Actor Danny Masterson drugged then raped three women at his Hollywood-area home between 2001 and 2003, a prosecutor told jurors Monday in his opening statement in the retrial of the star of “That ’70s Show.”
Deputy District Attorney Reinhold Mueller said Masterson put substances into drinks that he gave to a longtime girlfriend and two women he knew through friend circles around the Church of Scientology, all of whom Masterson is charged with raping.
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“The evidence will show that they were drugged,” Mueller told the jury. The defense denies such evidence exists.
Direct discussion of drugging was missing from the first trial — which ended in a mistrial when a jury deadlocked on all three counts — with Mueller instead having to imply it through the testimony of the women, who said they were woozy, disoriented and at times unconscious on the nights they described the actor raping them.
But Los Angeles Superior Court Judge Charlaine F. Olmedo is allowing the direct assertion at the second trial.
Masterson’s attorney, Philip Cohen, said in the defense opening statement that those hazy stories and assertions are all the prosecution has, and he told jurors, “there is no drugging charge in this case.”
Attorneys for both sides acknowledged that there is no forensic evidence of any substances Masterson may have given the women because the police investigation that led to the two trials did not begin until about 15 years after the events.
But Mueller said he will call an analyst from the police toxicology unit, “who will tell you how some of the most common drug-facilitated sexual assaults, how some of the most common date rape drugs work, how quickly they’re metabolized, what side effects look like.”
Cohen responded that “a toxicologist can come in opine to whatever they want, but there is no toxicology report, there’s no urine, no blood work, no DNA.”
Cohen was not allowed to refer to testimony from the first trial — something Olmedo admonished him several times for doing — but he said he expected testimony this time would show that one of the women Masterson is charged with raping watched him make the allegedly drugged drink her gave her.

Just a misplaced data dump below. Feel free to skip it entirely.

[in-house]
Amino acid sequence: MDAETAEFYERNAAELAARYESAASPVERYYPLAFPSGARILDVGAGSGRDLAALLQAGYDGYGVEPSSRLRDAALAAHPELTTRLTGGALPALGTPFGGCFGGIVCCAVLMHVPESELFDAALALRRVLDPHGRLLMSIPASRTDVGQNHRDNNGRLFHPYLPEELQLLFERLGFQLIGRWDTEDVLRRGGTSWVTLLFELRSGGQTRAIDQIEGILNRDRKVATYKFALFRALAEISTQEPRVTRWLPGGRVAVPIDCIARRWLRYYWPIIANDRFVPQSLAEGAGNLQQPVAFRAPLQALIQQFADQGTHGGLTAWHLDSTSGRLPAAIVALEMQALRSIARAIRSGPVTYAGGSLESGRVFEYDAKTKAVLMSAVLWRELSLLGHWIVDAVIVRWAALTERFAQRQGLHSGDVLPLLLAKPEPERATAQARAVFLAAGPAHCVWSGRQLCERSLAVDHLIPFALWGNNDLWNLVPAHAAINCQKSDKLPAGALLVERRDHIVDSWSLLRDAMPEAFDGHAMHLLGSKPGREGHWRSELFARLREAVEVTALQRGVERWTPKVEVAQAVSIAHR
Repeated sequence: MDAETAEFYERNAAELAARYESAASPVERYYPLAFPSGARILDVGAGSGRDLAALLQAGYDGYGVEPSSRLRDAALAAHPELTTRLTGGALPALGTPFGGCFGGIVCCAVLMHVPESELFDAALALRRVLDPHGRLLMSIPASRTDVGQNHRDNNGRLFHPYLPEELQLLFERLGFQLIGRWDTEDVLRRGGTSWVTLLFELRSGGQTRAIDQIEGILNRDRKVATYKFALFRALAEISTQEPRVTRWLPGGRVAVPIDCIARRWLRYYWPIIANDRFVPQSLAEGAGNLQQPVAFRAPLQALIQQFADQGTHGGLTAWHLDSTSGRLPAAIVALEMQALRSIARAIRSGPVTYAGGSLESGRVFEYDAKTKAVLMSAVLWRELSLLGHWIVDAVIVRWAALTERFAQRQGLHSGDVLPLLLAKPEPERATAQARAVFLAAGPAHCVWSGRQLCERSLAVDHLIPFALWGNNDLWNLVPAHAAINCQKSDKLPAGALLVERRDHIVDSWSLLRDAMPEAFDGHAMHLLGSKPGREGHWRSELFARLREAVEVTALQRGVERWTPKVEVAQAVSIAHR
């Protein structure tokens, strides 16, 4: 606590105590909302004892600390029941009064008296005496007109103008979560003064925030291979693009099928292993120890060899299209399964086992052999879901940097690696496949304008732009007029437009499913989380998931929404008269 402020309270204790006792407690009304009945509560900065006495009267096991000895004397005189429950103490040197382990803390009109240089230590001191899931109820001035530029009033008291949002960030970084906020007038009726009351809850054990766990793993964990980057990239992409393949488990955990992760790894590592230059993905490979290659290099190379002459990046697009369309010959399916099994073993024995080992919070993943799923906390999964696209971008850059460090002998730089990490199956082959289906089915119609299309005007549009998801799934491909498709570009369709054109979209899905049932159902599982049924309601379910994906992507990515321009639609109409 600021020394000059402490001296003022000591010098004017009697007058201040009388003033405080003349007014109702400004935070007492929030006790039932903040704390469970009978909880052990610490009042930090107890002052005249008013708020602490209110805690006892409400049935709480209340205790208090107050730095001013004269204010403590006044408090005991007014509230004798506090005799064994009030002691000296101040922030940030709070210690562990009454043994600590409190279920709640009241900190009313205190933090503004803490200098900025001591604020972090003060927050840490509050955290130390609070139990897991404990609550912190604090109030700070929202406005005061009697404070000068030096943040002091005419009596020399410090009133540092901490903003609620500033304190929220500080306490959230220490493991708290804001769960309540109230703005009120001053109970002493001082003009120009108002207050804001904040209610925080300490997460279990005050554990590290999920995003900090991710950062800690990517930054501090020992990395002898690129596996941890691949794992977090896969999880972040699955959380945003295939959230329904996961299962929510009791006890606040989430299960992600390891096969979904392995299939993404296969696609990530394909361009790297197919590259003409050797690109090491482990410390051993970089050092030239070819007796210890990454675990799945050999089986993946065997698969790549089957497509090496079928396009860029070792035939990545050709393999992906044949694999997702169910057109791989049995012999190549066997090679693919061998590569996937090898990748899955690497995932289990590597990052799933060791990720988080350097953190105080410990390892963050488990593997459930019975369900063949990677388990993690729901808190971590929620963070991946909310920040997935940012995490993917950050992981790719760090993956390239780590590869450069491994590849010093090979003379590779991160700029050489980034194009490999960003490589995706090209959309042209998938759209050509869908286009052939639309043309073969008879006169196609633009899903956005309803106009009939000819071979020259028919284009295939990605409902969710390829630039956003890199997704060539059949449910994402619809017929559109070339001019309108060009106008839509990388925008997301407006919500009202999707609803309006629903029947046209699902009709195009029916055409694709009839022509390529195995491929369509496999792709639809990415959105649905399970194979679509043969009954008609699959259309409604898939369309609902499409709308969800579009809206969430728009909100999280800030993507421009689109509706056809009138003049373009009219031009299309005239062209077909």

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Cohen told jurors that another of the women, a young actress who spent an evening alone with Masterson at his house in 2003, made no mention of drugging at the time.
“She spoke to her mom about how her date with Masterson went, she spoke to her friends, she did not ever say to one person, ‘I was drugged.’ Never,” Cohen said.
She would only mention thinking she had been drugged years later after the investigation began, Cohen said.
This and many other similarities between the women’s stories come from them talking to each other and “cross-pollinating” the details of their accounts, something they did multiple times even after the detective in the case warned them that such communication could taint the case against Masterson, Cohen said.
The drugging allegations had echoes of the trial of Bill Cosby, where women testified to similar experiences. Cosby’s conviction after two trials of his own was permanently thrown out by Pennsylvania’s highest court.
The Associated Press does not typically name people who say they have been sexually assaulted.
Masterson, 47, could get 45 years in prison if convicted.
Mueller also told jurors that the women did not immediately go to authorities because they were told not to by officials in the Church of Scientology, and they were told what happened to them was not rape.
Masterson is a prominent member of the church. All three women are former members.
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The church said in a statement after the women’s testimony in the first trial that it “has no policy prohibiting or discouraging members from reporting criminal conduct of Scientologists, or of anyone, to law enforcement.”
In another difference from the first trial, Olmedo is allowing expert witnesses to testify on those policies.
Cohen said that prosecution expert Claire Headley, a former member of the church’s leadership group, is someone who works “to rid the world of Scientology, rid people of Scientology,” and told jurors they were going to “hear tremendous bias” in her testimony. The expert on the defense witness list is her father-in-law, a current high-level Scientologist.
Actor Leah Remini, a former Scientologist who has become the church’s most prominent detractor on social media and through a TV series she hosted featuring dissident ex-members, sat in the front row of the courtroom in support of Masterson’s accusers.
Masterson, who has been free on bail since his 2020 arrest, sat at the defense table, with a large coterie of supporters behind him, many if not all church members, who also sat through his first trial. They included his wife, model and actor Bijou Phillips; his sister-in-law, “One Day at a Time” actor Mackenzie Phillips; and his brother, “Malcolm in the Middle” actor Christopher Masterson.
The Associated Press contributed to this article.